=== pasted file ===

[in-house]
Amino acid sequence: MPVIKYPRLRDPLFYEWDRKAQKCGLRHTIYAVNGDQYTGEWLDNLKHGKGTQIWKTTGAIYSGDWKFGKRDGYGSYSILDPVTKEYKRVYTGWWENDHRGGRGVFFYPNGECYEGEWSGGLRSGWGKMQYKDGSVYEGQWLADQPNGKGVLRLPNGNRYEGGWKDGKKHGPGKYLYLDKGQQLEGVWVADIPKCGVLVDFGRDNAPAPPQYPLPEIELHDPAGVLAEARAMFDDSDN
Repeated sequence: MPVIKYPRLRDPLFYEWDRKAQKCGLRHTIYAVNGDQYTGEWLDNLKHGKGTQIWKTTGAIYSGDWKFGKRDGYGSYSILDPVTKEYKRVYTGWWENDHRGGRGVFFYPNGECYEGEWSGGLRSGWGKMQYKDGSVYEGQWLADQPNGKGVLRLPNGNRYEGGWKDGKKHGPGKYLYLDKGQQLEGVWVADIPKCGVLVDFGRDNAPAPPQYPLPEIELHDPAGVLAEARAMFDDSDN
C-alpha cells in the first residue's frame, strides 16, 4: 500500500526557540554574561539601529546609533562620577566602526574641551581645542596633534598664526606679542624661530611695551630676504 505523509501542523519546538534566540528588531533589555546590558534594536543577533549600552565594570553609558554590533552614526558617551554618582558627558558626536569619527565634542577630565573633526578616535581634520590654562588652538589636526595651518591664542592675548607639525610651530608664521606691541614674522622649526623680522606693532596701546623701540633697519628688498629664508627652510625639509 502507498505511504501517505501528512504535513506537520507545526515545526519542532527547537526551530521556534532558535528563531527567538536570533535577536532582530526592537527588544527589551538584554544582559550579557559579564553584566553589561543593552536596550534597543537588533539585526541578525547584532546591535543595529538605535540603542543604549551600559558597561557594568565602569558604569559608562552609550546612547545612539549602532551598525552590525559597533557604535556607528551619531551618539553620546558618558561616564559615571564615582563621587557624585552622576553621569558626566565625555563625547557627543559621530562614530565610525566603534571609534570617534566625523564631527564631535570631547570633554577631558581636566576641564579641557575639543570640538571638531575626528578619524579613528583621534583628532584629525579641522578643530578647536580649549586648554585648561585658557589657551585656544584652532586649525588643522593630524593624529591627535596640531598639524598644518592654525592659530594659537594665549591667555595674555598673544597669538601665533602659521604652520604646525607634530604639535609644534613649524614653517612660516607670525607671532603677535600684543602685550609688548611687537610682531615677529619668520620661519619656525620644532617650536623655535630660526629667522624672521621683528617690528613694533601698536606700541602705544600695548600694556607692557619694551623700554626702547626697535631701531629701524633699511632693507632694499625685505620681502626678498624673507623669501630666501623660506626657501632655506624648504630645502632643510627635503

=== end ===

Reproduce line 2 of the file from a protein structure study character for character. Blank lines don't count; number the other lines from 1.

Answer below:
Amino acid sequence: MPVIKYPRLRDPLFYEWDRKAQKCGLRHTIYAVNGDQYTGEWLDNLKHGKGTQIWKTTGAIYSGDWKFGKRDGYGSYSILDPVTKEYKRVYTGWWENDHRGGRGVFFYPNGECYEGEWSGGLRSGWGKMQYKDGSVYEGQWLADQPNGKGVLRLPNGNRYEGGWKDGKKHGPGKYLYLDKGQQLEGVWVADIPKCGVLVDFGRDNAPAPPQYPLPEIELHDPAGVLAEARAMFDDSDN